This project seeks to develop new methods for imaging oxidative and vascular function in the brain. The methods under development are based on widely available MRI hardware, which will make them feasible for use in future clinical drug trials, an application that is of interest to the partner organization CQDM. Before the approach is ready for commercial application, a number of methodological issues must be addressed to achieve optimal sensitivity, specificity, and tolerability in patients.
Multiple antibiotic resistances have increased over the past decades, challenging our ability to treat bacterial infections and thwarting our ability to develop new antimicrobial agents. Many resistance genes have not evolved within the pathogenic isolates but were acquired by lateral transfer. We recently showed that genes conferring glycopeptide resistance are highly prevalent in the human flora. Some of these genes are present in novel commensal anaerobic species of the gut suggesting that these bacteria may serve as a reservoir for resistance genes.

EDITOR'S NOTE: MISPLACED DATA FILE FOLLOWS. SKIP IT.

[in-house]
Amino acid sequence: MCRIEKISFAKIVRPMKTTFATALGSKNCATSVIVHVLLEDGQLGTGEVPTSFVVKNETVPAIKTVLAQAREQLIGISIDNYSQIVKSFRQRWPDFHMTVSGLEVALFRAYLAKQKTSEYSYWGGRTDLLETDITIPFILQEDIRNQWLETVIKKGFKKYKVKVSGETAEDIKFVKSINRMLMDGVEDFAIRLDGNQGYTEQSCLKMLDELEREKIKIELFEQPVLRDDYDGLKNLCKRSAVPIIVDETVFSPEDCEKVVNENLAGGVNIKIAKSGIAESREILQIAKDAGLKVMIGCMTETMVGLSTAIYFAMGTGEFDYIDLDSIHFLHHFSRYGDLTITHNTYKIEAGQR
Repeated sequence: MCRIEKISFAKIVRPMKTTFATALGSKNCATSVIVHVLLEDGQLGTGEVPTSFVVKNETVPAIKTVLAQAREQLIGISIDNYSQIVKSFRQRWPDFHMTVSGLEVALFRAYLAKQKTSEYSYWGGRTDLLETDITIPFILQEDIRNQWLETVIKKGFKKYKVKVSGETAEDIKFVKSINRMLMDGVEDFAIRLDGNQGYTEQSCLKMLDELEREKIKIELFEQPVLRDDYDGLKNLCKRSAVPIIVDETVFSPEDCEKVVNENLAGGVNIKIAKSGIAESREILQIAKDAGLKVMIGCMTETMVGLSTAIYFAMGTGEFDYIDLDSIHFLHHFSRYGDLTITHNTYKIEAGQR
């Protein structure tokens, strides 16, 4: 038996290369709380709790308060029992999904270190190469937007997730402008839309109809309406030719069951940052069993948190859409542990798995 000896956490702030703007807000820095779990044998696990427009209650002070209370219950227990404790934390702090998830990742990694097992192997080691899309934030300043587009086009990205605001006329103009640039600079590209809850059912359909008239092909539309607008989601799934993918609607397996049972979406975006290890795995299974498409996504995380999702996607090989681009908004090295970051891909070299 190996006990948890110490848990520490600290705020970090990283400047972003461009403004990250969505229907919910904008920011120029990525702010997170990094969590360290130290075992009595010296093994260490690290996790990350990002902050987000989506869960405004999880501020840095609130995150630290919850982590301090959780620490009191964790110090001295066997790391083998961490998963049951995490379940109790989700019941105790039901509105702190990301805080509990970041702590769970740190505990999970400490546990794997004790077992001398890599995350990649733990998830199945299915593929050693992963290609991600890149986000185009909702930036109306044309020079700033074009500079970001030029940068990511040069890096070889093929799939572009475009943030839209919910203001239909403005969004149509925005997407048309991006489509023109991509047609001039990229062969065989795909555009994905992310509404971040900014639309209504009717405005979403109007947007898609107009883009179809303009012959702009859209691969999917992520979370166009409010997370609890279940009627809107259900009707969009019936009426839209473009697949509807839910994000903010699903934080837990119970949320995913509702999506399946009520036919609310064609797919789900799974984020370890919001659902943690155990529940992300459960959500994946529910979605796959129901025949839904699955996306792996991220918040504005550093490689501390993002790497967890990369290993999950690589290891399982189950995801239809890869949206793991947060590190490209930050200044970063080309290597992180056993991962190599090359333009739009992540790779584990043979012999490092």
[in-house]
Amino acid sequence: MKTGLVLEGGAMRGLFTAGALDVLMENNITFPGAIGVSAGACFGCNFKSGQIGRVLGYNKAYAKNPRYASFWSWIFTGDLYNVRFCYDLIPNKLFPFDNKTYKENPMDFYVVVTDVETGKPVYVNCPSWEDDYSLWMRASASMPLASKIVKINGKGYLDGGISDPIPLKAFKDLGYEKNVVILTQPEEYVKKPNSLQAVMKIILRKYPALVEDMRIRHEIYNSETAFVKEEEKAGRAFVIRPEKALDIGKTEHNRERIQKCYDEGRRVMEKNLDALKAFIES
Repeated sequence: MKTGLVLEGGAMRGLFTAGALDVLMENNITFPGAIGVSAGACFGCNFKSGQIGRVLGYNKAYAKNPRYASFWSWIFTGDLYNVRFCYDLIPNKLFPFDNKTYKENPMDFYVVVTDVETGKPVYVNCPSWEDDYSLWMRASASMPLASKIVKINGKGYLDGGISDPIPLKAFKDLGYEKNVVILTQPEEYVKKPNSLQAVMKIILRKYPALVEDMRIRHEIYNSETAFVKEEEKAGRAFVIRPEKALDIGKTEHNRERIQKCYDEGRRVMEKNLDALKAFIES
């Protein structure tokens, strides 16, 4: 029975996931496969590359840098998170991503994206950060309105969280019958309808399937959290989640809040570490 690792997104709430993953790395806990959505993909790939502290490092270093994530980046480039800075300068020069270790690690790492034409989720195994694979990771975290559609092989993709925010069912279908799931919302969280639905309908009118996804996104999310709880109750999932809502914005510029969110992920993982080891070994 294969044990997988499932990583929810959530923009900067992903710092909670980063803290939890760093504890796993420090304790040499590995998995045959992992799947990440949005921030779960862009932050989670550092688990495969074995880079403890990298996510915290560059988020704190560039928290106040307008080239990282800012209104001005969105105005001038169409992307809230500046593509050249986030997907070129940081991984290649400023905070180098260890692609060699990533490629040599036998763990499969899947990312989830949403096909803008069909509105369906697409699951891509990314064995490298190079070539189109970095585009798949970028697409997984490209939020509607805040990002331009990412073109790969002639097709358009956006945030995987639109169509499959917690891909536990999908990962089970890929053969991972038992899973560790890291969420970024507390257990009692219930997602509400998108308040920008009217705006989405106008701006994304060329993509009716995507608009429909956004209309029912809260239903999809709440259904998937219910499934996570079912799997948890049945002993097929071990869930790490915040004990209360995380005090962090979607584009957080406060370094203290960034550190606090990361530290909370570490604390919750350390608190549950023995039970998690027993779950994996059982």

Cancers are treated today with the appropriate combination of chemotherapy drugs, surgery and radiation. Chemotherapy is almost invariably dosed intravenously, and enters the systemic blood flow where it circulates around the whole body, coming into contact with healthy cells as well as cancerous ones. This systemic dosing has two big problems: too little drug gets to cancer cells, and too much drug comes into contact with healthy cells, causing side effects. Frequently, these dose-limiting side-effects prevent us from delivering the maximally effective anti-cancer drug dose.
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